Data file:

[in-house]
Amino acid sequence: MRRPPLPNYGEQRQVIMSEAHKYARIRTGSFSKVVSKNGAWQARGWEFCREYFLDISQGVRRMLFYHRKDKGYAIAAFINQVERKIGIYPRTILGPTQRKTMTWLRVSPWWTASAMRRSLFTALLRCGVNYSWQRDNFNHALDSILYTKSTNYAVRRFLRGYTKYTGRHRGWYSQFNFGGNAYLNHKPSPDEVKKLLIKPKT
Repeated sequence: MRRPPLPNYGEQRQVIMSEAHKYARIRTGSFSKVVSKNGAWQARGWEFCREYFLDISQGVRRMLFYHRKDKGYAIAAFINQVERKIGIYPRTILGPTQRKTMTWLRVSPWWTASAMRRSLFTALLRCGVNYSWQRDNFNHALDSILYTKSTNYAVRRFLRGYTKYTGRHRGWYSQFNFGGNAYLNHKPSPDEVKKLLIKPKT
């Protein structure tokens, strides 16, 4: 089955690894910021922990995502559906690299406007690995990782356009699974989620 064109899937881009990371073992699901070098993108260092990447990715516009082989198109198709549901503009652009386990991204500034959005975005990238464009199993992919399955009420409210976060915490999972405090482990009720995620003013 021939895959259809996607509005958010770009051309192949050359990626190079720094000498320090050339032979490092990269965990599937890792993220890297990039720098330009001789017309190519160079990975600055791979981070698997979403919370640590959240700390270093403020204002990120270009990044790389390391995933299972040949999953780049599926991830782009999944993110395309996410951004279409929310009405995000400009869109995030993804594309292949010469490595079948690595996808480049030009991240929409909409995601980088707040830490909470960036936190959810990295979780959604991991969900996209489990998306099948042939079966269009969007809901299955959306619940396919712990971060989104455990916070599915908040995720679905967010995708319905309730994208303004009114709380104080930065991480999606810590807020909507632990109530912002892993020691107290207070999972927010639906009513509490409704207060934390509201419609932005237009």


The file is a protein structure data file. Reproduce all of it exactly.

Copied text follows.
[in-house]
Amino acid sequence: MRRPPLPNYGEQRQVIMSEAHKYARIRTGSFSKVVSKNGAWQARGWEFCREYFLDISQGVRRMLFYHRKDKGYAIAAFINQVERKIGIYPRTILGPTQRKTMTWLRVSPWWTASAMRRSLFTALLRCGVNYSWQRDNFNHALDSILYTKSTNYAVRRFLRGYTKYTGRHRGWYSQFNFGGNAYLNHKPSPDEVKKLLIKPKT
Repeated sequence: MRRPPLPNYGEQRQVIMSEAHKYARIRTGSFSKVVSKNGAWQARGWEFCREYFLDISQGVRRMLFYHRKDKGYAIAAFINQVERKIGIYPRTILGPTQRKTMTWLRVSPWWTASAMRRSLFTALLRCGVNYSWQRDNFNHALDSILYTKSTNYAVRRFLRGYTKYTGRHRGWYSQFNFGGNAYLNHKPSPDEVKKLLIKPKT
């Protein structure tokens, strides 16, 4: 089955690894910021922990995502559906690299406007690995990782356009699974989620 064109899937881009990371073992699901070098993108260092990447990715516009082989198109198709549901503009652009386990991204500034959005975005990238464009199993992919399955009420409210976060915490999972405090482990009720995620003013 021939895959259809996607509005958010770009051309192949050359990626190079720094000498320090050339032979490092990269965990599937890792993220890297990039720098330009001789017309190519160079990975600055791979981070698997979403919370640590959240700390270093403020204002990120270009990044790389390391995933299972040949999953780049599926991830782009999944993110395309996410951004279409929310009405995000400009869109995030993804594309292949010469490595079948690595996808480049030009991240929409909409995601980088707040830490909470960036936190959810990295979780959604991991969900996209489990998306099948042939079966269009969007809901299955959306619940396919712990971060989104455990916070599915908040995720679905967010995708319905309730994208303004009114709380104080930065991480999606810590807020909507632990109530912002892993020691107290207070999972927010639906009513509490409704207060934390509201419609932005237009």